Major in Classics

Major in Greek, Latin, or Classics

Classics majors develop a knowledge of Greek and Latin as a gateway to the study of the literature, history, and culture of Greece and Rome. Students can start Greek and Latin at Barnard or build on skills acquired in high school. Second year courses introduce students to original texts in Greek or Latin by authors such as Homer, Plato, Herodotus, or the Greek orators or Vergil, Ovid, Horace, Cicero, Caesar, Livy or Sallust. A range of advanced courses in Greek or Latin focus on prose or poetic texts drawn from ancient epic, lyric poetry, philosophy, drama, history, rhetoric or the novel and introduce critical approaches and literary and historical scholarship. Students are encouraged to take more courses in ancient history and classical literature and civilization than the three required for the major. Students planning to go on to graduate work in Classics and related fields are advised to undertake at least three years in both languages as well as to begin acquiring the ability to read scholarship in French, German, or Italian. Study abroad for one semester in either Greece or Rome is common and encouraged. The major in Greek or Latin requires a minimum of eight courses above the elementary level.


The major in Greek is fulfilled by taking Greek V 3996x Major Seminar, one term of Greek V3996 (senior thesis); either Greek W 4139, Elements of Greek Prose Style or one term of Greek W 4105-6, History of Greek Literature, *as well as five other courses above the elementary level in Ancient Greek.


The major in Latin is fulfilled by taking Latin V 3996x Major Seminar, one term of Latin V3996 (senior thesis), either Latin W 4139 Elements of Latin Prose Style or one term of Latin W 4105-6, History of Latin Literature, * as well as five other courses above the elementary level in Latin.

*Students planning to go on to graduate study in classics are strongly urged to take both semesters of W 4105, W 4106. Majors in Latin, especially those who have begun their study in high school, are strongly advised to take at least two semesters of Greek.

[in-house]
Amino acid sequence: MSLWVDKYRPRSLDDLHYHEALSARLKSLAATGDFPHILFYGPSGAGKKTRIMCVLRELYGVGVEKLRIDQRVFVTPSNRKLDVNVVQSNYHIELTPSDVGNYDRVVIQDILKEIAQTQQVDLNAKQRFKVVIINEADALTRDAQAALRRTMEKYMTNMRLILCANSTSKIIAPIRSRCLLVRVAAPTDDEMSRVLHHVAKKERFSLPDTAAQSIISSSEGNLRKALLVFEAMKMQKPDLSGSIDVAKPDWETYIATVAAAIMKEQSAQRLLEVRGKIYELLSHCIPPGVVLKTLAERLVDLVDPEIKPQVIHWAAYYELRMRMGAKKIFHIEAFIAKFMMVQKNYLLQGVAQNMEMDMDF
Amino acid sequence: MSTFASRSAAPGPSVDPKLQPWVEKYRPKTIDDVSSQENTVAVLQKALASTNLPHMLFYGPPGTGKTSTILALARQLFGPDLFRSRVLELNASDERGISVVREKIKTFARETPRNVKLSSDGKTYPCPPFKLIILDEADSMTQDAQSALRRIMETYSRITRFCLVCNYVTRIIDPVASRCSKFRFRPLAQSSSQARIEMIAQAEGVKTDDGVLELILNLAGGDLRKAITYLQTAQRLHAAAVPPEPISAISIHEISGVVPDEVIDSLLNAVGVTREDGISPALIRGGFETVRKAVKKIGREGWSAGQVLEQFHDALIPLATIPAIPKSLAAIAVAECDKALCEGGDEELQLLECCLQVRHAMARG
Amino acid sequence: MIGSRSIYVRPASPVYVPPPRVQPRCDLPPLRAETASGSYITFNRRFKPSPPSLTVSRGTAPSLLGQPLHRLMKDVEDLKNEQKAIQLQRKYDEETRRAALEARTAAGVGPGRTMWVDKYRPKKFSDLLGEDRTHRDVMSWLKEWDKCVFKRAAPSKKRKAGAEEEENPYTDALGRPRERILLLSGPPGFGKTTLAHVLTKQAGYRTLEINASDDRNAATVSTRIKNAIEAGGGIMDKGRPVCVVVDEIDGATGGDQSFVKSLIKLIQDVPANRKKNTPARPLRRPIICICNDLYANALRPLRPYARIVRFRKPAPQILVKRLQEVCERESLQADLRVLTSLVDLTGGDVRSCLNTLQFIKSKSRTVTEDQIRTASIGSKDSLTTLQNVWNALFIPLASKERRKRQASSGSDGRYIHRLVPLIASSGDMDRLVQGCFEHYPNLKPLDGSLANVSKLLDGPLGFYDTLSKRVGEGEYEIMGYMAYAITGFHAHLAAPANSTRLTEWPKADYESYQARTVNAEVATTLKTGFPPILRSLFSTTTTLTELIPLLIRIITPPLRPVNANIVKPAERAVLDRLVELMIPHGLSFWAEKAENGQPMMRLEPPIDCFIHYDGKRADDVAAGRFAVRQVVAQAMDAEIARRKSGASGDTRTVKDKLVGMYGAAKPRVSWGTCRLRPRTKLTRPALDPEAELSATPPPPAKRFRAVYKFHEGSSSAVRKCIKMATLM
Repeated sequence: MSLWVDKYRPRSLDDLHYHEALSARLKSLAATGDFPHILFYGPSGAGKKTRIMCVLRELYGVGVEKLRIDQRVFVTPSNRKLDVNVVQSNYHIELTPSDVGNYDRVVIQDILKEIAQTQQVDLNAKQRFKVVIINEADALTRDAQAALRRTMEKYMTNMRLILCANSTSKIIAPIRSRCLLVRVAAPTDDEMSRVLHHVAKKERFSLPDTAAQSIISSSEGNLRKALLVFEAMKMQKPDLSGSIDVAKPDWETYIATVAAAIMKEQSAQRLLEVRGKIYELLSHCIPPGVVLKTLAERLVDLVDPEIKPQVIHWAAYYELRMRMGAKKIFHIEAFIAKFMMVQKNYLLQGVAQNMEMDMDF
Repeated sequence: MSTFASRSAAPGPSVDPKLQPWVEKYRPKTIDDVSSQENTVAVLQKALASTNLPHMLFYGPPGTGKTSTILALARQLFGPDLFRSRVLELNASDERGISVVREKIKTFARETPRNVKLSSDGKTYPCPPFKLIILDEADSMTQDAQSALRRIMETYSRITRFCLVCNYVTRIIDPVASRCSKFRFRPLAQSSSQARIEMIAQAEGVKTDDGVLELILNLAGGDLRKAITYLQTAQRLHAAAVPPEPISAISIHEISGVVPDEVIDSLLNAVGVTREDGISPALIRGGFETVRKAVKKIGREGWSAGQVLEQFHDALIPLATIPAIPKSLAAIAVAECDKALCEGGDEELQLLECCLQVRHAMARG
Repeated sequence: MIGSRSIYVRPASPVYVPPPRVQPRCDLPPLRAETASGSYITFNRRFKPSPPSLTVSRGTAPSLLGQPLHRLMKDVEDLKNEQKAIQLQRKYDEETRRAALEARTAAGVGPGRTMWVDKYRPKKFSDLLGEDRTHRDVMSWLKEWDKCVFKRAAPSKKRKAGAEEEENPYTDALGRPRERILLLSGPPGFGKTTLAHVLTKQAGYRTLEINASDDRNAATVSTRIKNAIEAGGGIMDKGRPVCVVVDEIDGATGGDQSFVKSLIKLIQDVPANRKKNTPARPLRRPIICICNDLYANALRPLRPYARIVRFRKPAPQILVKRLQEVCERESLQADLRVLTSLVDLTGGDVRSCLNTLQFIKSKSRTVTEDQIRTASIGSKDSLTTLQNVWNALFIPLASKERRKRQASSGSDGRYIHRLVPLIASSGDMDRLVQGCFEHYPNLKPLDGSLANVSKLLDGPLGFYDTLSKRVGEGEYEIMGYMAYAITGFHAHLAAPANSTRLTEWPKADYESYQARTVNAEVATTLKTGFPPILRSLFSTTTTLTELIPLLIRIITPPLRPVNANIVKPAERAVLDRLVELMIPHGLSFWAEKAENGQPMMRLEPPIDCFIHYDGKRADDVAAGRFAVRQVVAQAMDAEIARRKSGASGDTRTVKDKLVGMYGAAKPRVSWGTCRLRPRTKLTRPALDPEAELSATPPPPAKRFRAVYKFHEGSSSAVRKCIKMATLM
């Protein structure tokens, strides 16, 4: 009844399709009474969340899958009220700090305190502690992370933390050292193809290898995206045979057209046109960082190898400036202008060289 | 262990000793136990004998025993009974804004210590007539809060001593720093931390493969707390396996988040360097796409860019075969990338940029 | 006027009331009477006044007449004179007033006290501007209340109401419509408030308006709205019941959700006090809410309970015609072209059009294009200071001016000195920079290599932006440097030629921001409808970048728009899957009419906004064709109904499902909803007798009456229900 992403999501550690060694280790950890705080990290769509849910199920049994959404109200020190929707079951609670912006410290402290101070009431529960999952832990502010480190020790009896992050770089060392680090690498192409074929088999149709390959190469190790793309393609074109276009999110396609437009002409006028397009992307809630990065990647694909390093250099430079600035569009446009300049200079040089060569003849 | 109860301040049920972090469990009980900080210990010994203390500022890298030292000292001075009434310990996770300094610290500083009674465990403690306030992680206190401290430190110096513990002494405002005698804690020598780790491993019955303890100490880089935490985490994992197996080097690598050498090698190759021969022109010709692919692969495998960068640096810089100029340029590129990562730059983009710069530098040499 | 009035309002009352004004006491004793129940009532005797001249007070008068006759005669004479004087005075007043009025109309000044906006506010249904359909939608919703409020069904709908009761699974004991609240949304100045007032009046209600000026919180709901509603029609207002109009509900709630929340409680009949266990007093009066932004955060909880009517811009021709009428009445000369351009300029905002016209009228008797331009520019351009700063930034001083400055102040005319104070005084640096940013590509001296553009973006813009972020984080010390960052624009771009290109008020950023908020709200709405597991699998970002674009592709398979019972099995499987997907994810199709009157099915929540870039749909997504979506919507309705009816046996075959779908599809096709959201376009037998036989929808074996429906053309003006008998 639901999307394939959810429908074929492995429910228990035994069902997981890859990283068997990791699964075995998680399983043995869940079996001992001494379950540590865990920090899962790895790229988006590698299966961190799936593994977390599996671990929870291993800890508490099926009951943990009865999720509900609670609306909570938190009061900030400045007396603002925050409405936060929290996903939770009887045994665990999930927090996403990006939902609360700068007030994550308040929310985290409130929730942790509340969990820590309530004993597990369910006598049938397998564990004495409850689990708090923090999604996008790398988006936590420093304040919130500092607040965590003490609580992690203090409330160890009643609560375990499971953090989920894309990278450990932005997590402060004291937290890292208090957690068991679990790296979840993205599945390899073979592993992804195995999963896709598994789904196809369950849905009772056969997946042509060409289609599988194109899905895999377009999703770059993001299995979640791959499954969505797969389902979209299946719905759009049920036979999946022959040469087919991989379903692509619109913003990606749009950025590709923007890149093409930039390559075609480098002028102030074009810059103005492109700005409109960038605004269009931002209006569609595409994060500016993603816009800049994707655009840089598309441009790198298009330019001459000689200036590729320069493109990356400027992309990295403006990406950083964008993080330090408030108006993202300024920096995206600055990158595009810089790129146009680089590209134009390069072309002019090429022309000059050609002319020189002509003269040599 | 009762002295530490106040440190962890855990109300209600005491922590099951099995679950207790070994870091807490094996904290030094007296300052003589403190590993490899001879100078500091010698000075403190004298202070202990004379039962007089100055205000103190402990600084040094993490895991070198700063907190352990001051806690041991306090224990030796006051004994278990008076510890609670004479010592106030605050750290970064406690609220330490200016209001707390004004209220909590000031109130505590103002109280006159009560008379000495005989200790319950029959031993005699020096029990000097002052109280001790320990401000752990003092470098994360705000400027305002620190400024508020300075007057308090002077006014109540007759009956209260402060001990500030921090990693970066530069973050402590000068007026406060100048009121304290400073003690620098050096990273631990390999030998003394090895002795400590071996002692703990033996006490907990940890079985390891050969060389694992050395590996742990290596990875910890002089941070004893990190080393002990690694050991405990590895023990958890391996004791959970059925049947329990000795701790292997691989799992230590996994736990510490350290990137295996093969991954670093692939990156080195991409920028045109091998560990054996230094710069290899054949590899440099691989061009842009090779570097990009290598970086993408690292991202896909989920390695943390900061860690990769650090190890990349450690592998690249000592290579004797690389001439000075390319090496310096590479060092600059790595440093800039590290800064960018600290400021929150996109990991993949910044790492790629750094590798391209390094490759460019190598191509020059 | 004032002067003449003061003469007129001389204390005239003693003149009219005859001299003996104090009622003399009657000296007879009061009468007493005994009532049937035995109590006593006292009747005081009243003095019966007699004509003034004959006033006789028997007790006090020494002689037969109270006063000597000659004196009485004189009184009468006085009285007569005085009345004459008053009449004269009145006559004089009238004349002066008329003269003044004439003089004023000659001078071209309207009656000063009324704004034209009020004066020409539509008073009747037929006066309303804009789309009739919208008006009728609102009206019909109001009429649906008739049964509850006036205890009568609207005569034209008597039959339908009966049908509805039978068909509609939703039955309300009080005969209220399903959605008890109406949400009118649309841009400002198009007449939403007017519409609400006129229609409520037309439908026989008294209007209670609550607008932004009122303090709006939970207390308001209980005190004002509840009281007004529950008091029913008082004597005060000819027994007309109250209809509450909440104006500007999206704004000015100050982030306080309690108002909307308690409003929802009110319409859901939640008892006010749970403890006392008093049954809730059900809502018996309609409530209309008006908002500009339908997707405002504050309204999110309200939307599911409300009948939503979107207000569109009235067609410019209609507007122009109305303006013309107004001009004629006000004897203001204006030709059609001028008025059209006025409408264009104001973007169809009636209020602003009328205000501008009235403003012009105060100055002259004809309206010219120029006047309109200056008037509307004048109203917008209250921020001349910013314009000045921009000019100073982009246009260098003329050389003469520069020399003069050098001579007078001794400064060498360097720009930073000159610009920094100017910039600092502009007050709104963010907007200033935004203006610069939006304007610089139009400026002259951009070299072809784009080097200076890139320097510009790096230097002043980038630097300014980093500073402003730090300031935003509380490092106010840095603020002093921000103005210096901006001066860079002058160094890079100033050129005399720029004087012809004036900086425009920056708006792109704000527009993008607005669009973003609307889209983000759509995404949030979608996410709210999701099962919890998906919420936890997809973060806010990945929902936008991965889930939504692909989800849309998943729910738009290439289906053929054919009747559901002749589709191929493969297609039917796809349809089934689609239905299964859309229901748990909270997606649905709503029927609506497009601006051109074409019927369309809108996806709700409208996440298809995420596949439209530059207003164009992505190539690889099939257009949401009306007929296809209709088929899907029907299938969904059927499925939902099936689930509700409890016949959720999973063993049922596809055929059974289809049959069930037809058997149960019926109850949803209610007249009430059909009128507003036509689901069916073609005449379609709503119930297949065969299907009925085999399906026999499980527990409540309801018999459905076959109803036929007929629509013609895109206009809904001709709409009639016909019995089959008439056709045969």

In addition, one semester of ancient history appropriate to the major and two relevant courses in ancient art, classical civilization or literature, ancient philosophy, or religion are required for either the Greek or the Latin major. Students who do not opt to take a term of either Greek or Latin W4105-6 are required to take CLLT W4300, The Classical Tradition, as one of their three required courses in translation.

A student may elect to major in both Greek and Latin by completing the major requirements in one language and five courses above the elementary level in the other.

Student Learning Objectives in Classics

  1. Translate a range of Greek or Latin texts at a moderately advanced level and demonstrate an understanding of the grammar and syntax of ancient languages.
  2. Read, analyze, and write about ancient texts persuasively and locate texts in their historical and cultural contexts.
  3. Achieve familiarity with the methodologies and critical approaches and research tools deployed in classical scholarship that will be demonstrated in the successful completion of a senior research project.
  4. Demonstrate familiarity with the work of a variety of ancient writers, literary styles, genres, and periods and their later influences.